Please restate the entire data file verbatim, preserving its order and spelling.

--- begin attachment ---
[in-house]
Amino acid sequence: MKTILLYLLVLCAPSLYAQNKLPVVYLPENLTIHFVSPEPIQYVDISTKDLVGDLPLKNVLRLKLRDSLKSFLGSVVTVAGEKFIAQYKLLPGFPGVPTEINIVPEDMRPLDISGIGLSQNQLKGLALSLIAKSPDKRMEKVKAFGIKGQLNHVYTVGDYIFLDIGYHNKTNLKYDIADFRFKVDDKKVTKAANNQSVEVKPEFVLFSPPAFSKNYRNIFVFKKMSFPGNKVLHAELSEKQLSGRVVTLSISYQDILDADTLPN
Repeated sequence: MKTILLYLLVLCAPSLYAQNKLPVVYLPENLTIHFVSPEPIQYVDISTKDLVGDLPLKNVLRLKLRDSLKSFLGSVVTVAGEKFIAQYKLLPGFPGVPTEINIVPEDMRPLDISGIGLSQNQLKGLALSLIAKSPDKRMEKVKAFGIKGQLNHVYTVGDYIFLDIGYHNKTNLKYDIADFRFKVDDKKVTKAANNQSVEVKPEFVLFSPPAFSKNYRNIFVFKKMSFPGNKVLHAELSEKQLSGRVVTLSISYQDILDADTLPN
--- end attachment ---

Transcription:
[in-house]
Amino acid sequence: MKTILLYLLVLCAPSLYAQNKLPVVYLPENLTIHFVSPEPIQYVDISTKDLVGDLPLKNVLRLKLRDSLKSFLGSVVTVAGEKFIAQYKLLPGFPGVPTEINIVPEDMRPLDISGIGLSQNQLKGLALSLIAKSPDKRMEKVKAFGIKGQLNHVYTVGDYIFLDIGYHNKTNLKYDIADFRFKVDDKKVTKAANNQSVEVKPEFVLFSPPAFSKNYRNIFVFKKMSFPGNKVLHAELSEKQLSGRVVTLSISYQDILDADTLPN
Repeated sequence: MKTILLYLLVLCAPSLYAQNKLPVVYLPENLTIHFVSPEPIQYVDISTKDLVGDLPLKNVLRLKLRDSLKSFLGSVVTVAGEKFIAQYKLLPGFPGVPTEINIVPEDMRPLDISGIGLSQNQLKGLALSLIAKSPDKRMEKVKAFGIKGQLNHVYTVGDYIFLDIGYHNKTNLKYDIADFRFKVDDKKVTKAANNQSVEVKPEFVLFSPPAFSKNYRNIFVFKKMSFPGNKVLHAELSEKQLSGRVVTLSISYQDILDADTLPN